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[Abolish the humiliating age limit of 65!].

https://arctichealth.org/en/permalink/ahliterature195893
Source
Lakartidningen. 2000 Dec 6;97(49):5828
Publication Type
Article
Date
Dec-6-2000
Author
B. Blomquist
Source
Lakartidningen. 2000 Dec 6;97(49):5828
Date
Dec-6-2000
Language
Swedish
Publication Type
Article
Keywords
Aged
Employment
Health Policy
Humans
Physicians
Prejudice
Private Sector
Public Sector
Sweden
PubMed ID
11188049 View in PubMed
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Accessing timely rehabilitation services for a global aging society? Exploring the realities within Canada's universal health care system.

https://arctichealth.org/en/permalink/ahliterature145394
Source
Curr Aging Sci. 2010 Jul;3(2):143-50
Publication Type
Article
Date
Jul-2010
Author
Michel D Landry
Sudha Raman
Elham Al-Hamdan
Author Affiliation
Department of Physical Therapy, Faculty of Medicine, University of Toronto, Toronto, Ontario, Canada. mike.landry@utoronto.ca
Source
Curr Aging Sci. 2010 Jul;3(2):143-50
Date
Jul-2010
Language
English
Publication Type
Article
Keywords
Age Factors
Aged
Aging
Canada
Cooperative Behavior
Delivery of Health Care, Integrated - organization & administration
Health Services Accessibility - organization & administration
Health Services Needs and Demand - organization & administration
Health Services for the Aged - organization & administration
Humans
Interinstitutional Relations
National health programs - organization & administration
Organizational Objectives
Physical Therapy Modalities - organization & administration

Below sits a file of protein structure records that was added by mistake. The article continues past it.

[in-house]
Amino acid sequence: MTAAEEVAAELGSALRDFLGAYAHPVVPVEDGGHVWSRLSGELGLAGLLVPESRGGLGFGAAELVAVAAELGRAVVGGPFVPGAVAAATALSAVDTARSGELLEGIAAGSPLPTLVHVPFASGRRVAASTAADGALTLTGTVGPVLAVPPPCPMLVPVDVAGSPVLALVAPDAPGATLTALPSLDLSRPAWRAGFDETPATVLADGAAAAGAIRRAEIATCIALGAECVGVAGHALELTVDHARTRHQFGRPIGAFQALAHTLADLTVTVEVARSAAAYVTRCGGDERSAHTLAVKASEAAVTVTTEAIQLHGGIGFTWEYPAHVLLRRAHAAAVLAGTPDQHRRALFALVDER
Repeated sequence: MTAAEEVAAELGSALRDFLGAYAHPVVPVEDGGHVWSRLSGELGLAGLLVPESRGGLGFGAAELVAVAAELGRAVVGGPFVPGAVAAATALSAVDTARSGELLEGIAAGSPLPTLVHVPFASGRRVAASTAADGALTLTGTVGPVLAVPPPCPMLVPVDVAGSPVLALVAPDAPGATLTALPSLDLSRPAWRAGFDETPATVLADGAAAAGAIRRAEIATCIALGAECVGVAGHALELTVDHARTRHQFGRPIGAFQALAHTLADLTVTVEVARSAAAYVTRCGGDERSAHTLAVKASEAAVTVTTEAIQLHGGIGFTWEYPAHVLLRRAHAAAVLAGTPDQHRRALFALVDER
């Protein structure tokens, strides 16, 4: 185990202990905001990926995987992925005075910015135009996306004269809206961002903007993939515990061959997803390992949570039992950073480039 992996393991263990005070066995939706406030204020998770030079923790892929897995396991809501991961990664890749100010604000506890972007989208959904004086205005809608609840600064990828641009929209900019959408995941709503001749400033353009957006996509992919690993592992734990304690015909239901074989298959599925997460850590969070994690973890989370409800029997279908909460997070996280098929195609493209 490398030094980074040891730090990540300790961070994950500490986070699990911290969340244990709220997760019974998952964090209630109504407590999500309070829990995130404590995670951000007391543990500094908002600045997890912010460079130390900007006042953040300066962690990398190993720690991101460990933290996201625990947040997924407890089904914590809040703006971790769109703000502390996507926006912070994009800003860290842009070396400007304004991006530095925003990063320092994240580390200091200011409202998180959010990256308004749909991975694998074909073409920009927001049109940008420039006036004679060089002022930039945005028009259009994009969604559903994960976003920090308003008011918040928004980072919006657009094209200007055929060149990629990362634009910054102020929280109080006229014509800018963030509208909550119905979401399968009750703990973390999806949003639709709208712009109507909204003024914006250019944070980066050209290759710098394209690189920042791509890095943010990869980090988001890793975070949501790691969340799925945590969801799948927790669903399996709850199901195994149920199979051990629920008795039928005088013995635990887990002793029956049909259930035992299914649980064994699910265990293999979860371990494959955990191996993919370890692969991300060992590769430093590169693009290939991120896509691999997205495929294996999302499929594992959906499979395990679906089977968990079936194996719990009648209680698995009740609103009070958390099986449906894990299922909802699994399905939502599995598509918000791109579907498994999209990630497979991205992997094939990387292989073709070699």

Private Sector - organization & administration
Public Sector - organization & administration
Time Factors
World Health
Abstract
The proportion of older persons is increasing in developed and developing countries: this aging trend can be viewed as a two-edged sword. On the one hand, it represents remarkable successes regarding advances in health care; and on the other hand, it represents a considerable challenge for health systems to meet growing demand. A growing disequilibrium between supply and demand may be particularly challenging within publicly funding health systems that 'guarantee' services to eligible populations. Rehabilitation, including physical therapy, is a service that if provided in a timely manner, can maximize function and mobility for older persons, which may in turn optimize efficiency and effectiveness of overall health care systems. However, physical therapy services are not considered an insured service under the legislative framework of the Canadian health system, and as such, a complex public/private mix of funding and delivery has emerged. In this article, we explore the consequences of a public/private mix of physical therapy on timely access to services, and use the World Health Organization (WHO) health system performance framework to assess the extent to which the emerging system influences the goal of aggregated and equitable health. Overall, we argue that a shift to a public/private mix may not have positive influences at the population level, and that innovative approaches to deliver services would be desirable to strengthening rather than weaken the publicly funded system. We signal that strategies aimed at scaling up rehabilitation interventions are required in order to improve health outcomes in an evolving global aging society.